Flights over the Falls
Both fixed-wing and helicopter rides are available. The latter is obviously more expensive, but better for photography. Accompanied microlight and ultralight flights are also on offer. Due to the noise of such activities, many companies operate only in the morning.
There are some delightful game-viewing and scenic rides in the area. For those who haven't tried it, game viewing is great from horseback and the mounts are accustomed to wildlife, so they are unlikely to bolt in terror at an inopportune moment!
A number of companies offer breakfast, lunch, or sundowner cruises up the river as far as Kandahar Island. They offer potentially good sightings of hippo, crocodiles, elephant, a variety of waterbirds and a chance just to be on the river for a few hours. The sundowner cruise is the most popular.
The Upper Zambezi has some 84 different fish species. As well as the tigerfish, the most exciting of all freshwater fishes to catch, the area is well known for several species of bream. Fishing boats with guides and tackle are available for those who would like a few peaceful hours on the river.
Game Drives and Walks in the Zambezi National Park
Several companies offer a bush experience in the National Park, either in the form of game drives or walking in a small group with a professional guide. You may not walk in the park unless accompanied by a fully licensed professional. There are some beautiful freshwater springs and water holes that can be reached only on foot and the excitement and possible apprehension at encountering elephant, lion and buffalo on foot, instead of in a vehicle, are an experience for any visitor to Zimbabwe.
The sporting facilities at most of the hotels are for residents only. The exception is the beautiful golf course at the Elephant Hills Inter-Continental. Impala and warthogs accompany you around the fairways and there are crocodiles in the water hazards - the latter were unintentional additions! The indigenous trees planted along the course have already attracted a large variety of birds and for those not punishing the little white ball this is a wonderful walk.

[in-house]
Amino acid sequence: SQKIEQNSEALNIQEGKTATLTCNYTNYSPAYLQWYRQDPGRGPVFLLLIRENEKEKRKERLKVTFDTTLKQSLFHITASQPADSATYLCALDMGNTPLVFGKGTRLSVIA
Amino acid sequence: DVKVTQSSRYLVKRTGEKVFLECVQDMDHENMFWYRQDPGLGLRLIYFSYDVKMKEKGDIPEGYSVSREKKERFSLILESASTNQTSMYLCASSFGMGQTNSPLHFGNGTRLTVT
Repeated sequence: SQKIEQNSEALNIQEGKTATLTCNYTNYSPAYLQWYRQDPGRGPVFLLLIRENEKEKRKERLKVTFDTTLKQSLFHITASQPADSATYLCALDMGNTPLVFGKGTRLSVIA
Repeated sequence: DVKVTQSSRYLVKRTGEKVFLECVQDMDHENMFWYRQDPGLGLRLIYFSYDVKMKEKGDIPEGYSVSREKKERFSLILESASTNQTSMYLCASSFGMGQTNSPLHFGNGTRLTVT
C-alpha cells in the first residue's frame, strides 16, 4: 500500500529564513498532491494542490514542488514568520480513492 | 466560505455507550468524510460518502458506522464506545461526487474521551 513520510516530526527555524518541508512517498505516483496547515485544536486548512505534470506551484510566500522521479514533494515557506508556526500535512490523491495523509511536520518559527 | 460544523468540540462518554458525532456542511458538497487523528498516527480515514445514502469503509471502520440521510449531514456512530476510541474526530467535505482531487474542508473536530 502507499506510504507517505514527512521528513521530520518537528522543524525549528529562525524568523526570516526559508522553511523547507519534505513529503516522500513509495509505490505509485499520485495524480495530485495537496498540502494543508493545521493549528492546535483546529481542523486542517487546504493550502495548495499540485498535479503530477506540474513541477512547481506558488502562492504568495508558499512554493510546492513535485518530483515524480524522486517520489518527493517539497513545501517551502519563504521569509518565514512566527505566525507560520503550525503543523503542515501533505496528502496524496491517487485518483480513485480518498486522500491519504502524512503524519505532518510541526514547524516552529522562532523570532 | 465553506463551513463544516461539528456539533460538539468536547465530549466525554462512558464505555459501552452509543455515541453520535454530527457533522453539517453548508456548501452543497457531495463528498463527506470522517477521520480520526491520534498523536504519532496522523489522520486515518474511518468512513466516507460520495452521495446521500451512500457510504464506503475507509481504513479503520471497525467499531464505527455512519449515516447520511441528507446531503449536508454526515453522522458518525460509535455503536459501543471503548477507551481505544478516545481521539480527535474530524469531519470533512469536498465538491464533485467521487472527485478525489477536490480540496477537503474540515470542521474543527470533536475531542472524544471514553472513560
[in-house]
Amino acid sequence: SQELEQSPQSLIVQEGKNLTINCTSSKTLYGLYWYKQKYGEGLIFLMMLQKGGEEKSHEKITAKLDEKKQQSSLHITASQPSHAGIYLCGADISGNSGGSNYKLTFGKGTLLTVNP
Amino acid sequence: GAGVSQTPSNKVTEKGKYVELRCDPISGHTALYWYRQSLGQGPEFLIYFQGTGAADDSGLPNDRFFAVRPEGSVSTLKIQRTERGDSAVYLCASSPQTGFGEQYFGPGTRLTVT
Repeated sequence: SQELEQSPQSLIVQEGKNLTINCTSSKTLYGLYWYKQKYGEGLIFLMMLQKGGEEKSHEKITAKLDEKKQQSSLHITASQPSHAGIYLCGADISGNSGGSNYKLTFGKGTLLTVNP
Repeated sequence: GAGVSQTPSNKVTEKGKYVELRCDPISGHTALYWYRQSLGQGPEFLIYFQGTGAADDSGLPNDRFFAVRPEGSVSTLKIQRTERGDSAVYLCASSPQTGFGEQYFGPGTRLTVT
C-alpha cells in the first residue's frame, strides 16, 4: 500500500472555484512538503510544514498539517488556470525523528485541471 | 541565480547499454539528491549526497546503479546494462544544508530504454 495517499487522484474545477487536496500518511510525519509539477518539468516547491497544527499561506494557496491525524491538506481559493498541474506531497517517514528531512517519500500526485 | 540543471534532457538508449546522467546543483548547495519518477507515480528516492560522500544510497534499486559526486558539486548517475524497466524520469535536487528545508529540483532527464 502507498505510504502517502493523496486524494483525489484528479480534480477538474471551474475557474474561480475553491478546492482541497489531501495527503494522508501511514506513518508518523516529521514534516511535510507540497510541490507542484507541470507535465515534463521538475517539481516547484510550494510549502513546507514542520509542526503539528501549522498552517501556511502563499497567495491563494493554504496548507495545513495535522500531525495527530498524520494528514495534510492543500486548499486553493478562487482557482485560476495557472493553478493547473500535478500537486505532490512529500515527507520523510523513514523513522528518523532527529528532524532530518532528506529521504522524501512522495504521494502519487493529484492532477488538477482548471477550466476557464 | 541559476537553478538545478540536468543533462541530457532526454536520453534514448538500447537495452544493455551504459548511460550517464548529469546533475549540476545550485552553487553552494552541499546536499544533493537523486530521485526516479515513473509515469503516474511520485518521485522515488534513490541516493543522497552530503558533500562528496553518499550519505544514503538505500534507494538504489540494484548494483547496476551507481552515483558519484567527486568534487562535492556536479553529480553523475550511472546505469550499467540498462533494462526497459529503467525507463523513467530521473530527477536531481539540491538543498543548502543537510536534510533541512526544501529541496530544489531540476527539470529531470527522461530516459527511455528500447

From newly hatched babies to full grown monsters, the Spencer's Creek Crocodile Farm, near the gates to the Victoria Falls National Park, allows you an intimate look at one of Africa's oldest
FRAMED! - How best to Photograph the Vic Falls
Particularly good mid morning, when there is often a double rainbow. Dusk, with a sunset behind, is also a good time to shoot. The view from Livingstone's statue is excellent in the mid afternoon. At high water the view from the 'chain walk' is usually too obscured by spray for photography, but this is a good shooting point at low water.
Dawn in winter is wonderful for the rose tinted look, as the sun rises directly behind the Main Falls. Try a shot in full moonlight: Five to ten minutes at F2.8 on 100 ASA stock.
Late afternoon is good from here, with the sun rim-lighting the spraycloud, providing the wind is not blowing the spray in your direction!
Mid morning at the Eastern cataract produces a lovely double rainbow when shot from the extreme eastern lip of the Falls. The knife edge is a good place from which to shoot the bridge.
A helicopter is better than a fixed wing for photography, but good results can be obtained from the latter. Concentrate on keeping the horizon straight in the viewfinder, and load a fresh film before takeoff. A 50mm lens with a shutter speed of 1/500 or faster is ideal.
White water rafting
Photography is possible only if you have a Nikonos or other sub aqua camera and this may be damaged in the rough and tumble. Besides, anyone who has rafted number 18 will tell you that you need both hands on the rope! Professional photographs and videos of the rafting, which include snippets from your day on the water, your bungi jump or microlight trip are available for purchase.
Film & Processing
Film is generally available in Zimbabwe, but if you use an unusual stock, it's advisable to bring all the film you need and perhaps some spare batteries as the correct replacement may be difficult to obtain. If going to Zambia, you will need to take all you will use with you. One hour processing of colour negative film is available in Victoria Falls.
Published in Travel Africa Edition One: Autumn 1997.Text is subject to Worldwide Copyright (c)